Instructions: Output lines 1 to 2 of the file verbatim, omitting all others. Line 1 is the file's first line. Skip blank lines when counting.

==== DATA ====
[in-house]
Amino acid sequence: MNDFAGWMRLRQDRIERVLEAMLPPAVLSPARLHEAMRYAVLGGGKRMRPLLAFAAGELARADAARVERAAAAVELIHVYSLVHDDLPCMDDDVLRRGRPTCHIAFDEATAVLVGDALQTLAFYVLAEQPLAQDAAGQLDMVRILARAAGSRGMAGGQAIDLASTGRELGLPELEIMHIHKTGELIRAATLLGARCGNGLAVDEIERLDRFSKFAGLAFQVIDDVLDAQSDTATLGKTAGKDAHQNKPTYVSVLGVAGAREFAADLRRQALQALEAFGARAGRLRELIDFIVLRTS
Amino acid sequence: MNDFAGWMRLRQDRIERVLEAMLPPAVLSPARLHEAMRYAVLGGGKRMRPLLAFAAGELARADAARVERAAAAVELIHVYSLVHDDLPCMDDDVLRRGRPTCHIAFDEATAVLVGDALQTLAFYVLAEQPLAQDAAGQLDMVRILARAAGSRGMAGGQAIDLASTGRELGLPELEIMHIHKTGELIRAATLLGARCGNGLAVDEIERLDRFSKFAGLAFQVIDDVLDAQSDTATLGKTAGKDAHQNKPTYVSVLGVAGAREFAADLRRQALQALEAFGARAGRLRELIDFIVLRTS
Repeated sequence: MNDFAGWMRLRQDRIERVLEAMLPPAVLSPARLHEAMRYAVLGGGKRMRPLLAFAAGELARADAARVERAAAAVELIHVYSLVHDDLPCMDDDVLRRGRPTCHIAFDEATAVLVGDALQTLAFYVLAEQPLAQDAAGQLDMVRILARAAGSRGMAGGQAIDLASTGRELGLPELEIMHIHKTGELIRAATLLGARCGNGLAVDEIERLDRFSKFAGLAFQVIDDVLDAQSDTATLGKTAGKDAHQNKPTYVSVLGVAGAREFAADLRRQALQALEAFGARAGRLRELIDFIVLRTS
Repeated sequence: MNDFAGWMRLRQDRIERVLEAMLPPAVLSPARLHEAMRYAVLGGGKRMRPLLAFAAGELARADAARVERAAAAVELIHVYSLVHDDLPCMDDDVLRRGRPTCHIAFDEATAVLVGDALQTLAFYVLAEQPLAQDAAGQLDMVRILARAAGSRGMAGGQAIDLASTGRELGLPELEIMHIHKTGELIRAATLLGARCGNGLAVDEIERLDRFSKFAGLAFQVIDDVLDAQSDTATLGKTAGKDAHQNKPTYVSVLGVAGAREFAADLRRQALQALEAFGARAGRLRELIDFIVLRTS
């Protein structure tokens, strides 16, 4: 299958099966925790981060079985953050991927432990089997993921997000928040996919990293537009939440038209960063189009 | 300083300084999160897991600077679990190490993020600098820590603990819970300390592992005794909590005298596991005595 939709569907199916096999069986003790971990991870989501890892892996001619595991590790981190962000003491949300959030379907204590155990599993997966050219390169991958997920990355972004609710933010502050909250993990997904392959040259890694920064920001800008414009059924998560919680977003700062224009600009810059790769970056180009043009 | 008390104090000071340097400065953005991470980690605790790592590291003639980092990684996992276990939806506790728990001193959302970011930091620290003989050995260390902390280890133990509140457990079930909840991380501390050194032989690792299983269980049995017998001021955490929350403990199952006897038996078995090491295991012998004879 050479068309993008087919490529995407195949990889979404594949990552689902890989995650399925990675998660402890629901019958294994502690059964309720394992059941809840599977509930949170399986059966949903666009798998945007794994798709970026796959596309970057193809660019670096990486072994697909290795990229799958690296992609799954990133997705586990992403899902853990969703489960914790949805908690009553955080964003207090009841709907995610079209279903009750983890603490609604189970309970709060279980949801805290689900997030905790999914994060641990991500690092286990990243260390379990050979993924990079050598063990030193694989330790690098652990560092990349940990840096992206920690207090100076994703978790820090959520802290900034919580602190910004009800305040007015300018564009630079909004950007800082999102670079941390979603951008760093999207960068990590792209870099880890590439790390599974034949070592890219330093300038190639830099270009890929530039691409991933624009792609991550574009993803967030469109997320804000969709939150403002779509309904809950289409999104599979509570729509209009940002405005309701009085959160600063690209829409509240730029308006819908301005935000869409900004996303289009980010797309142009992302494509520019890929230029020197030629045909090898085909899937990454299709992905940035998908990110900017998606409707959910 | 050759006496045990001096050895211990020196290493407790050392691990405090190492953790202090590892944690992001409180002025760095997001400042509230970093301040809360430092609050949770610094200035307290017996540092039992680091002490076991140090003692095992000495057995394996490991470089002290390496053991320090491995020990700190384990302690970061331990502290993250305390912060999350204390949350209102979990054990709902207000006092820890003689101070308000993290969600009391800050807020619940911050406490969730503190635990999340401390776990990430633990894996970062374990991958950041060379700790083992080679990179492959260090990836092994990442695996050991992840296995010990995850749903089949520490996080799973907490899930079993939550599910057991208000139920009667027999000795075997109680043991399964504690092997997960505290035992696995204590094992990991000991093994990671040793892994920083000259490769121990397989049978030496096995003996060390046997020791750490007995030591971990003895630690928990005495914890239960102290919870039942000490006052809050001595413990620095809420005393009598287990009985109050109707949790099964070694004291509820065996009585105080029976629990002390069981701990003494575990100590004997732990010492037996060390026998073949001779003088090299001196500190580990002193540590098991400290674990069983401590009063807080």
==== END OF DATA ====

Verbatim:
[in-house]
Amino acid sequence: MNDFAGWMRLRQDRIERVLEAMLPPAVLSPARLHEAMRYAVLGGGKRMRPLLAFAAGELARADAARVERAAAAVELIHVYSLVHDDLPCMDDDVLRRGRPTCHIAFDEATAVLVGDALQTLAFYVLAEQPLAQDAAGQLDMVRILARAAGSRGMAGGQAIDLASTGRELGLPELEIMHIHKTGELIRAATLLGARCGNGLAVDEIERLDRFSKFAGLAFQVIDDVLDAQSDTATLGKTAGKDAHQNKPTYVSVLGVAGAREFAADLRRQALQALEAFGARAGRLRELIDFIVLRTS